ARCHBISHOP WALSH of Tuain came from the West of Ireland to speak to some 5,000 or 6.000 people at the Birmingham diocesan rally on Sunday at Oscott College.
Like Fr. Patrick Peyton, His Grace comes from Co. Mayo, and in his speech he renewed the Family Rosary Crusade for the welfare of the family and the nation.
"Above ail, let the family keep up their union with Jesus by the daily recitation of the Rosary," said the Archbishop. "Through the Rosary the family will he at home with God; it will have a home like that of Nazareth."
Coming from a country "where the State recognises the rights of the family and gives the fullest toleration to all religious bodies." Archbishop Walsh, referring to the school burdens of Catholics in England and Wales, said:
"I must confess that I cannot understand the outlook of those who hold that the State may use public funds to build undenominational school. and at the same time refuse to give help towards the building of a Catholic school. . . It has been proved that in the Catholic schools the standard of education and culture is of the highest."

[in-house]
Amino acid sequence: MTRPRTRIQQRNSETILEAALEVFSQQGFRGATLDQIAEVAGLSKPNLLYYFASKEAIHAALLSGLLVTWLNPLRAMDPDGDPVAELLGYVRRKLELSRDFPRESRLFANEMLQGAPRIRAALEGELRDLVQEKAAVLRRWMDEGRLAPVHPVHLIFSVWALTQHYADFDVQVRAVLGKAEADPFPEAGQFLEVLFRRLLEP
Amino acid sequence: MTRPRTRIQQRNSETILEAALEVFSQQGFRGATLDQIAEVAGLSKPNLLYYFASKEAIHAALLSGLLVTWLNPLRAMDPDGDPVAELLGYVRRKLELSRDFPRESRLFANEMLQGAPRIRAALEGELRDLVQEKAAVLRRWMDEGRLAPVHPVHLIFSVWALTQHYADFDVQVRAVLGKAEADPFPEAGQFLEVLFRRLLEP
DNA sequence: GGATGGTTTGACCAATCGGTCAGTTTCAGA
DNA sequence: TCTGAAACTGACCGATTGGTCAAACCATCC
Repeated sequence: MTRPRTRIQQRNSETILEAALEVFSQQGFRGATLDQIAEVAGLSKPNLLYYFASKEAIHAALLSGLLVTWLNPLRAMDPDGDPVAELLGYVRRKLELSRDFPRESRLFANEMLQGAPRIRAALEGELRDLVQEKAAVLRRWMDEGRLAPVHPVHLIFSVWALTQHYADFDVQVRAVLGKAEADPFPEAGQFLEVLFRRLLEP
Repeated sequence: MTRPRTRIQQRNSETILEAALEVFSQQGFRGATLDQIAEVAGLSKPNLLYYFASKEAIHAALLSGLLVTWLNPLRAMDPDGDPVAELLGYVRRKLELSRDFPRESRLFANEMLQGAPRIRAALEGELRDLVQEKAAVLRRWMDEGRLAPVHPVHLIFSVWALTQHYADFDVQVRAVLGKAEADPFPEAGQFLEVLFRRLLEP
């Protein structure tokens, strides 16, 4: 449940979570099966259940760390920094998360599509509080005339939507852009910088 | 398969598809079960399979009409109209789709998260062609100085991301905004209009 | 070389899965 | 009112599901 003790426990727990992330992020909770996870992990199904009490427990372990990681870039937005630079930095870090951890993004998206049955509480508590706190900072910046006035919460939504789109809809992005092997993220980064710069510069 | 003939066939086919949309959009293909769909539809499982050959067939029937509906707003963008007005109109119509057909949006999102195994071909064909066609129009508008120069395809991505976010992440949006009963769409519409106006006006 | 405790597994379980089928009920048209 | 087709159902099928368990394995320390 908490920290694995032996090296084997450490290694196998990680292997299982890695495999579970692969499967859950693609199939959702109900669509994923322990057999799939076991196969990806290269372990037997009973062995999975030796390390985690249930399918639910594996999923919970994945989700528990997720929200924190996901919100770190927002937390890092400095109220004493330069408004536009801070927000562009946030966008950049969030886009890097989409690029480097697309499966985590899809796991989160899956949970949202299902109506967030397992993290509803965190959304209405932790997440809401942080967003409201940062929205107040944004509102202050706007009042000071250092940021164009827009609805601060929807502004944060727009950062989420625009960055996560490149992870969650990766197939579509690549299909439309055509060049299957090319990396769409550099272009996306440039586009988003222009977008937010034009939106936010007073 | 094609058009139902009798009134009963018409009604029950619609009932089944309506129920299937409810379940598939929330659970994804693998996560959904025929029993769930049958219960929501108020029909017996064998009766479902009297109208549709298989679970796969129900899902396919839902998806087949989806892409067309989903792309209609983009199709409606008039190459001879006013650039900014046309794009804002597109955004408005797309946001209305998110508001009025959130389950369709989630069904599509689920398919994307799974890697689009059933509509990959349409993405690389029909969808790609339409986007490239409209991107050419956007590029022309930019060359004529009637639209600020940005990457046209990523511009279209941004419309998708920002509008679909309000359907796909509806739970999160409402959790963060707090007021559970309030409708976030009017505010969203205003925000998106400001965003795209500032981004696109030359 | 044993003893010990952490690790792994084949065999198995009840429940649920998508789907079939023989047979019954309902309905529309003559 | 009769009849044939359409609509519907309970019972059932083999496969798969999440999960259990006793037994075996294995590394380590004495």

Archbishop Masterson of !limingham, who was accompanied also by Bishop Bright, described the purpose of the rally as that of bringing people to get to know one another better and enabling them to see something of the seminary and its work.
Many of the visitors walked through the I20-year-old seminary to sec the Pugin chapel in which Cardinal Newman preached his famoua sermon, "The Second Spring."
There were exhibitions of Polish and Ukrainian dancing; and the day ended with Benediction at an altar On the cricket kid.